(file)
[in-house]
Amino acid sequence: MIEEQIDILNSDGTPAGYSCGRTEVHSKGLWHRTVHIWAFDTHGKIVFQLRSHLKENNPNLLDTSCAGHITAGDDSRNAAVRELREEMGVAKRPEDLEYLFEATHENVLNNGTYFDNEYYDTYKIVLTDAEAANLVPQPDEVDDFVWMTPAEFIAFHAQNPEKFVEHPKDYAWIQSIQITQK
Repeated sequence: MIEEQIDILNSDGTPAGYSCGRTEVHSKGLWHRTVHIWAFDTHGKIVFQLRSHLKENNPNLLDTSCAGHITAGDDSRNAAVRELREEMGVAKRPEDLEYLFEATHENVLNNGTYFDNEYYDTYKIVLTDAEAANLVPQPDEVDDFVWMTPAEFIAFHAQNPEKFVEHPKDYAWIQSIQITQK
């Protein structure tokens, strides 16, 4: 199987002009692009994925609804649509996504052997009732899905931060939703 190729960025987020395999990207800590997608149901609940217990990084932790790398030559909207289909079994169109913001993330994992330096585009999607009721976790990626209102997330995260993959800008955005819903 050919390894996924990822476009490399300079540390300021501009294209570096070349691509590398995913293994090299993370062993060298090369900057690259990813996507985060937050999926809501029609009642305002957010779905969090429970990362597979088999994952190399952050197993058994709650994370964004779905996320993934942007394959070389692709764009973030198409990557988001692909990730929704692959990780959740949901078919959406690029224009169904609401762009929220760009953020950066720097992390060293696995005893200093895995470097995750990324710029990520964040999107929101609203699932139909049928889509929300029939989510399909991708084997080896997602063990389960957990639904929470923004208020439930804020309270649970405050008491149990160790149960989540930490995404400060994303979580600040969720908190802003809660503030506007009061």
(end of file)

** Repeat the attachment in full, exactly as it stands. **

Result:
[in-house]
Amino acid sequence: MIEEQIDILNSDGTPAGYSCGRTEVHSKGLWHRTVHIWAFDTHGKIVFQLRSHLKENNPNLLDTSCAGHITAGDDSRNAAVRELREEMGVAKRPEDLEYLFEATHENVLNNGTYFDNEYYDTYKIVLTDAEAANLVPQPDEVDDFVWMTPAEFIAFHAQNPEKFVEHPKDYAWIQSIQITQK
Repeated sequence: MIEEQIDILNSDGTPAGYSCGRTEVHSKGLWHRTVHIWAFDTHGKIVFQLRSHLKENNPNLLDTSCAGHITAGDDSRNAAVRELREEMGVAKRPEDLEYLFEATHENVLNNGTYFDNEYYDTYKIVLTDAEAANLVPQPDEVDDFVWMTPAEFIAFHAQNPEKFVEHPKDYAWIQSIQITQK
């Protein structure tokens, strides 16, 4: 199987002009692009994925609804649509996504052997009732899905931060939703 190729960025987020395999990207800590997608149901609940217990990084932790790398030559909207289909079994169109913001993330994992330096585009999607009721976790990626209102997330995260993959800008955005819903 050919390894996924990822476009490399300079540390300021501009294209570096070349691509590398995913293994090299993370062993060298090369900057690259990813996507985060937050999926809501029609009642305002957010779905969090429970990362597979088999994952190399952050197993058994709650994370964004779905996320993934942007394959070389692709764009973030198409990557988001692909990730929704692959990780959740949901078919959406690029224009169904609401762009929220760009953020950066720097992390060293696995005893200093895995470097995750990324710029990520964040999107929101609203699932139909049928889509929300029939989510399909991708084997080896997602063990389960957990639904929470923004208020439930804020309270649970405050008491149990160790149960989540930490995404400060994303979580600040969720908190802003809660503030506007009061």